This is why we recommend using a kyusu teapot over a strainer, because the teapot provides lots of space for the leaves to move around and open up as they infuse. The strainer really cramps the leaves together and makes it difficult for them to open up. Whether you use a strainer or a teapot, it’s better than a teabag which provides the least amount of space for the leaves.

Reason #4 to not use a teabag: Other Additives

Even if you were to make the perfect teabag, with high quality leaves, completely uncut and placed inside a giant teabag that lets them expand, you still run into a final problem which is the teabag itself. The material used to make a teabag can vary, and we have seen teabags containing paper, plastic, metal, glue and string. All of these are interfering with the flavor of your cup of tea.

If you were to take the leaves out of a teabag and just brew the bag itself, you’d likely get a very off putting flavor. This is the same thing that is happening in your tea when you brew, you just might be used to it.

A major benefit to brewing loose leaf tea is the simplicity of it. All you are using is just leaves and water. There is some contact with the clay teapot, but some would argue this can even accentuate the flavor of the tea. We haven’t even gotten into the waste that is produced by a teabag. Every 2 grams of tea is individually wrapped inside a teabag and some teabags even come in bags themselves, making them even more wasteful.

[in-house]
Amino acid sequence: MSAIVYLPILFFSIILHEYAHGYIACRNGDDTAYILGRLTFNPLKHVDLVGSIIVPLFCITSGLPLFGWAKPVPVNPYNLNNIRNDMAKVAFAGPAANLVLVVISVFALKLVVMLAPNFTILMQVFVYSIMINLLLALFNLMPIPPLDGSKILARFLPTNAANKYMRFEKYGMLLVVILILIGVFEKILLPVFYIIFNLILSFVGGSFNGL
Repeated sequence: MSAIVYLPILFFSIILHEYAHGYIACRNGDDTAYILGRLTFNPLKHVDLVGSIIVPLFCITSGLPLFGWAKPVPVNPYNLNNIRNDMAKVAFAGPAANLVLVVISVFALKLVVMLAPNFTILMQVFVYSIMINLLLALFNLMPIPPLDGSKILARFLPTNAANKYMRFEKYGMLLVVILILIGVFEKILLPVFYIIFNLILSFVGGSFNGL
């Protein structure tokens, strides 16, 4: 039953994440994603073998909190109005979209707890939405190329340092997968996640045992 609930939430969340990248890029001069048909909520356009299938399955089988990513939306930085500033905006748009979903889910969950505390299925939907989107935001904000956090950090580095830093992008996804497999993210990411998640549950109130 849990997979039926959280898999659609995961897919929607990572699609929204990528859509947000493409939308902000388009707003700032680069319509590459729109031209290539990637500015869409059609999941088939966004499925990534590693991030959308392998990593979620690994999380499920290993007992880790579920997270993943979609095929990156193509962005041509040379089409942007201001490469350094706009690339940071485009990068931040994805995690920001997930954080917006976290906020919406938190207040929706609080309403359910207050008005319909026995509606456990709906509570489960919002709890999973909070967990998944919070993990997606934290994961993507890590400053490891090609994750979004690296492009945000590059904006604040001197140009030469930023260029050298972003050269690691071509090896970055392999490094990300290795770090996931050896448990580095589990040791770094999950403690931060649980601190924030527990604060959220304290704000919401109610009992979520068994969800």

When you are finished brewing loose leaf tea, you can simply compost it and return the leaves back into the earth. You don’t have to worry about the plastics and dyes from the teabag going into your teacup or into a landfill.

Reason #5 not to use teabags: No Additional Steepings

Finally we come to the last reason and that is that you really can’t use teabags multiple times. Teabags are meant to infuse very quickly into water, that’s one of the reasons they are ground into such small pieces.

The hot water quickly extracts all the flavor at once and then the teabag is meant to be thrown away. Of course you can use the teabag a second time, but the flavor will be very minimal.

Loose leaf teas on the other hand can be brewed 3, 4 even 5 times. The flavor evolves from brewing to brewing, as different layers of taste and aroma are extracted from the leaf. Some even prefer the flavor of the second brewing, saying that the tea becomes more powerful.

This also helps to disprove the myth that loose leaf tea is expensive. While you may pay around $1 for 5 grams of tea, that tea can be used to make 4-5 cups so for a cost of just a few cents, you can have a super green and flavorful cup of tea. Some teas like bancha, genmaicha and hojicha are even cheaper, giving you a great entry point into the world of high quality Japanese green tea.

I hope you have found this article helpful. If you enjoy teabags, that is no problem, just make sure you are comparing them to loose leaf tea to see if you notice a difference. Once you take the plunge and switch to loose leaf tea, you will not only notice a difference in taste, but also in variety. With loose leaf tea, there are thousands of different types to choose from, varying based on region, production style and growing conditions. This gives you much better options than the standard green and black teabags you see at the store.

If you would like to try a few different types of teas and see which ones you like most, you can try out one of our tea samplers. Many of the samplers even come with the proper teaware so you can get everything you need to start preparing delicious cups of Japanese green tea.

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1 comentario

I want to buy a matcha latte machine and use fresh ceremonial leaves for making them into a powder at home for more freshness. Do you sell ceremonial green tea leaves for making my own matcha? Thanks Pepper

Pepper Black